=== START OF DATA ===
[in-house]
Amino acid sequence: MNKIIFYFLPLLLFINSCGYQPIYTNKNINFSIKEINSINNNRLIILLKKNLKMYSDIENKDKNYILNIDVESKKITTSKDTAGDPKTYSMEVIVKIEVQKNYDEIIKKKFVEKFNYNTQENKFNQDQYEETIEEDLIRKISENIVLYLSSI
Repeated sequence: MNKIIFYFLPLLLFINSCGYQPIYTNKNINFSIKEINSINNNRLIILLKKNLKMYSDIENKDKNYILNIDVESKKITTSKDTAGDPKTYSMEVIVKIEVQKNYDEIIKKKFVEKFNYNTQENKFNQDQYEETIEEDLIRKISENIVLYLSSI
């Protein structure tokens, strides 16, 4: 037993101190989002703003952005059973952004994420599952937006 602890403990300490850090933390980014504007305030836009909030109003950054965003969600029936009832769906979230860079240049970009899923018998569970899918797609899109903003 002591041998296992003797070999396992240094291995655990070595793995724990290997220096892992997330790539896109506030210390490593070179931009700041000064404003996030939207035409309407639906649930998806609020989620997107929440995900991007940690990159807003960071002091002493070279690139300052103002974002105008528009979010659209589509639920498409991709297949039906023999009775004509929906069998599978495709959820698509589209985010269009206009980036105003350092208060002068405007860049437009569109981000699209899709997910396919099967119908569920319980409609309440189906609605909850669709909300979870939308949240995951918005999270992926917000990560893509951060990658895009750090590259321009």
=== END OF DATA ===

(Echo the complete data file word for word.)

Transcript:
[in-house]
Amino acid sequence: MNKIIFYFLPLLLFINSCGYQPIYTNKNINFSIKEINSINNNRLIILLKKNLKMYSDIENKDKNYILNIDVESKKITTSKDTAGDPKTYSMEVIVKIEVQKNYDEIIKKKFVEKFNYNTQENKFNQDQYEETIEEDLIRKISENIVLYLSSI
Repeated sequence: MNKIIFYFLPLLLFINSCGYQPIYTNKNINFSIKEINSINNNRLIILLKKNLKMYSDIENKDKNYILNIDVESKKITTSKDTAGDPKTYSMEVIVKIEVQKNYDEIIKKKFVEKFNYNTQENKFNQDQYEETIEEDLIRKISENIVLYLSSI
């Protein structure tokens, strides 16, 4: 037993101190989002703003952005059973952004994420599952937006 602890403990300490850090933390980014504007305030836009909030109003950054965003969600029936009832769906979230860079240049970009899923018998569970899918797609899109903003 002591041998296992003797070999396992240094291995655990070595793995724990290997220096892992997330790539896109506030210390490593070179931009700041000064404003996030939207035409309407639906649930998806609020989620997107929440995900991007940690990159807003960071002091002493070279690139300052103002974002105008528009979010659209589509639920498409991709297949039906023999009775004509929906069998599978495709959820698509589209985010269009206009980036105003350092208060002068405007860049437009569109981000699209899709997910396919099967119908569920319980409609309440189906609605909850669709909300979870939308949240995951918005999270992926917000990560893509951060990658895009750090590259321009």